10 things you won't find at a German grill party
Want to grill like a German? Then bury your clichés. Germans probably don't throw BBQ parties like you think they do. Here are 10 things to stay clear of when throwing the perfect German grill party.
If hamburgers come to mind when you think of barbecuing, then think again. The beef patties may be named after a northern German city, but rather than a hamburger you'll catch a whiff of all kinds of sizzling sausage and every cut of pork on a German BBQ. Don't worry, though. If you're craving a classic burger, you'll find a McDonald's in every German city.
Even though Germans are so big on grilled sausage, they don't put them in buns. Well, not exactly. If you buy a grilled sausage at a street-side stand, you'll get it in a round bread roll with the Wurst hanging out inconveniently on either end. At grill parties, though, the sausage is usually served naked and eaten with a fork and knife - not with your hands.
Ok, of course Germans eat ketchup at their grill parties - but not just any old ketchup. More common than the standard tomato variety is curry ketchup. It's practically the most important ingredient at any BBQ shindig and can be readily paired with any meat from bratwurst to chicken. A popular thing to do is mix ketchup with mayonnaise to create a sauce referred to as "red-white" or "gate."
With roughly 93 percent of German owning a BBQ, it seems that grilling is truly a national pastime here. According to a recent survey, more than two in three German barbecue owners chose a charcoal grill, while less than half prefer a gas model. Charcoal is sooty and slower to fire up, but also cheaper. It's kept up its manly, authentic image despite some gourmets resorting to gas.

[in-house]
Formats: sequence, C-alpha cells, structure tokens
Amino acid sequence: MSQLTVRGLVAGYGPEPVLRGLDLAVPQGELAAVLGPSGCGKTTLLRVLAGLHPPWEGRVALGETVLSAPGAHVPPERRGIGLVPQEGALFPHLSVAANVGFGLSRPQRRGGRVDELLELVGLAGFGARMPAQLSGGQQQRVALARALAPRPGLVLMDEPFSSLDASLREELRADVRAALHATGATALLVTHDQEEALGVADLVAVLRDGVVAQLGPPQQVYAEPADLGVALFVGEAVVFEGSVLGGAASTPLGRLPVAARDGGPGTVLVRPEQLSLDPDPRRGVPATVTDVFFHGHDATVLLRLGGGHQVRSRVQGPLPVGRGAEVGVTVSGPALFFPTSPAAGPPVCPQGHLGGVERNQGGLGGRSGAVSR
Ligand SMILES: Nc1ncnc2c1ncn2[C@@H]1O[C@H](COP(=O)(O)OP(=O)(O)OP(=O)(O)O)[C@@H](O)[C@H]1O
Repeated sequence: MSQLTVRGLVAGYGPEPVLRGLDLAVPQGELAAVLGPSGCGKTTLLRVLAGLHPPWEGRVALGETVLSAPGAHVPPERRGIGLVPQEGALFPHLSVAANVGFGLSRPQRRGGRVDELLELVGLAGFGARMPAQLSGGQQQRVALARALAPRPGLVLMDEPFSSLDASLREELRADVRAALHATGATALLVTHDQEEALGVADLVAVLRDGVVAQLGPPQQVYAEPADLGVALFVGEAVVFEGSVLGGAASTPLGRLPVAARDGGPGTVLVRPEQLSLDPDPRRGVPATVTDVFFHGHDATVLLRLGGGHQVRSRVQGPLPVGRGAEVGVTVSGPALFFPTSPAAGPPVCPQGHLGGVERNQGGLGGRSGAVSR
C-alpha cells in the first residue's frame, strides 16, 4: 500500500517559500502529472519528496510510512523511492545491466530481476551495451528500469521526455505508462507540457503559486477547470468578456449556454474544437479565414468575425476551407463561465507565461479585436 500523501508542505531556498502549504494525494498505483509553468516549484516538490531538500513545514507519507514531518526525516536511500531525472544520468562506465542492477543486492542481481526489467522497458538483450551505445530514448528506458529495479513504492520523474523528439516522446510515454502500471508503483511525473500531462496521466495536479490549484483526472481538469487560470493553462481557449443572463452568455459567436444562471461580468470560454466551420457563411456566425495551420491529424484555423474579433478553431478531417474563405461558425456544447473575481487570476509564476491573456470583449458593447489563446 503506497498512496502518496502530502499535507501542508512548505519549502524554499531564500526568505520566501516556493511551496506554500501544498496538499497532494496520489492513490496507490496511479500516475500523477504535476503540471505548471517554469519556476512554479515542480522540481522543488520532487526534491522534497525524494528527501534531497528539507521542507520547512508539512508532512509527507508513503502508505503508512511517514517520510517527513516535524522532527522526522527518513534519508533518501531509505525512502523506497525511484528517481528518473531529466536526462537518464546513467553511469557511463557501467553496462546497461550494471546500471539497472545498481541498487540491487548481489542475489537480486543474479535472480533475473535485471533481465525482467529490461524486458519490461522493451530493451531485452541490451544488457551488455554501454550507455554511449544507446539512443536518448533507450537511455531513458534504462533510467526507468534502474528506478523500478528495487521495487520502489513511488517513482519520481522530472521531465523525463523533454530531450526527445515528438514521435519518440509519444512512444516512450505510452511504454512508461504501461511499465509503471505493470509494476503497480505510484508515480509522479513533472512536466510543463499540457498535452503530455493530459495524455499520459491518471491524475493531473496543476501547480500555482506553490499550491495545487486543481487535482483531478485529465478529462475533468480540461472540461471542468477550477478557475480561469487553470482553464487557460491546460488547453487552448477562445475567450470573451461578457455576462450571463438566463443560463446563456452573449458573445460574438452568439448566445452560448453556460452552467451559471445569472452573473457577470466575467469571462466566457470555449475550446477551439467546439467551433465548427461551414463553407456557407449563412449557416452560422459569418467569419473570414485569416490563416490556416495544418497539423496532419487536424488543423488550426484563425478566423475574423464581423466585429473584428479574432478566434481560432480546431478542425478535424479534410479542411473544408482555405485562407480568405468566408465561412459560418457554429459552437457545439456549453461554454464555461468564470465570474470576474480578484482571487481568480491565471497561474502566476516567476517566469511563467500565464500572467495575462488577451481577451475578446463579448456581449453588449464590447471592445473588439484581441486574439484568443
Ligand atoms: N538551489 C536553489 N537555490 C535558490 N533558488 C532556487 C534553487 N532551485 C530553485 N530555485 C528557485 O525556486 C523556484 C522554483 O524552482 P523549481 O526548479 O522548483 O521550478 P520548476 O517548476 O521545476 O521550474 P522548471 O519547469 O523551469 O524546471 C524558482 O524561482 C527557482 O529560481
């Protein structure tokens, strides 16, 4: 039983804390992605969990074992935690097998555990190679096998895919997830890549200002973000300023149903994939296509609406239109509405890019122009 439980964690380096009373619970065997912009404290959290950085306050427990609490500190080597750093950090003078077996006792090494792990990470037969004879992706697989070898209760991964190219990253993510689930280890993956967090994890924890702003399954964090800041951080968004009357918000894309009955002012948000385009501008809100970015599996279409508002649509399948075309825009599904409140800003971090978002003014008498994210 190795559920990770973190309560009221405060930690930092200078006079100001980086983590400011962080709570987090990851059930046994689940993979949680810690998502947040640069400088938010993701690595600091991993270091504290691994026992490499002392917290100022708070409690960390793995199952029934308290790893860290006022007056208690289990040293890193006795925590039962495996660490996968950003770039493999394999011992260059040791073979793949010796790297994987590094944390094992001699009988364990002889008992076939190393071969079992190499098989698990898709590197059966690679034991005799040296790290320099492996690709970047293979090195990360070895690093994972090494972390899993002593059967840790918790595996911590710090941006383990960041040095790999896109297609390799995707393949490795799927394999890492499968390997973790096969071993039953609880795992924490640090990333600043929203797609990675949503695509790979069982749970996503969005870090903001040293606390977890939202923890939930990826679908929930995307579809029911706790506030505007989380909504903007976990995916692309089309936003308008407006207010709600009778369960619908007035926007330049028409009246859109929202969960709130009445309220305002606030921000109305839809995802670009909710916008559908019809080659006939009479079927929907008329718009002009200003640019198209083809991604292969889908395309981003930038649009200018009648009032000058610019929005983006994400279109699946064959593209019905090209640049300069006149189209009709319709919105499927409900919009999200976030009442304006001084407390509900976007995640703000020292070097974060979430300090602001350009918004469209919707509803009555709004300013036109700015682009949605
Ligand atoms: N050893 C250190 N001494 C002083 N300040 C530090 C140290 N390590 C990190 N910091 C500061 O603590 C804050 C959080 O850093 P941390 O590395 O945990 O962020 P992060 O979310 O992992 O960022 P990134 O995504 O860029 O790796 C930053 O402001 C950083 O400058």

From Texas to Argentina, barbecuing isn't a spontaneous weeknight whim, but something that takes hours, even days. And the resulting pulled pork or spare ribs really taste like it. Nope, in Germany, waiting for the coals to get hot takes long enough. Since a typical sausage is charred in around five minutes, Germans are pros in speed grilling. We're hungry! So, guten Appetit.
The stereotype is that Germans eat sauerkraut for breakfast, lunch and dinner. While sauerkraut may be a traditional side dish, it is almost exclusively found in southern Germany. There, it is eaten with all kinds of large, fatty chunks of meat, as well as sausage, but typically in cozy winter settings. It would be embarrassingly out of place at an outdoor summer BBQ party.
Indeed, times are changing and more and more healthy alternatives to fatty bratwurst and pork strips are making their way onto German grills. Neverthless, at a German grill party it's still common to find meat even in the side dishes, from bologna in the pasta salad to ham in the potato salad. True vegetarians should bring their own - or have lots of practice in picking out the meat products.
Germany is world-famous for its excellent varieties of dark bread. Germans love their own bread so much that they eat it for breakfast and a light dinner (which is fittingly known as "bread time"). But you won't find the whole-grain stuff at grill parties. There, Germans indulge in the bleached white varieties beloved by their European neighbors, like French baguette and Turkish flat bread.
Everyone knows that Germans like to drink beer. But not just any beer. Not, for example, the beer from the next city over. Each region, city or even village has its own specialty. You'll only find Kölsch in Cologne (don't dare drink it in Dusseldorf!), Astra in Hamburg and Fiege in Bochum. So when you're at a German BBQ, you'll have to drink the local brew - but at least there'll be plenty of it!
Germany has rightfully earned its reputation as home of the world's best cakes and tortes. Those with a sweet tooth might be tempted to bring some Black Forest Gateau to every party. But no, these caloric creations are reserved for afternoon coffee and cake time. After dinner, Germans refrain from dessert or go light. Grill parties are often rounded off with a dish of yogurt and fruit.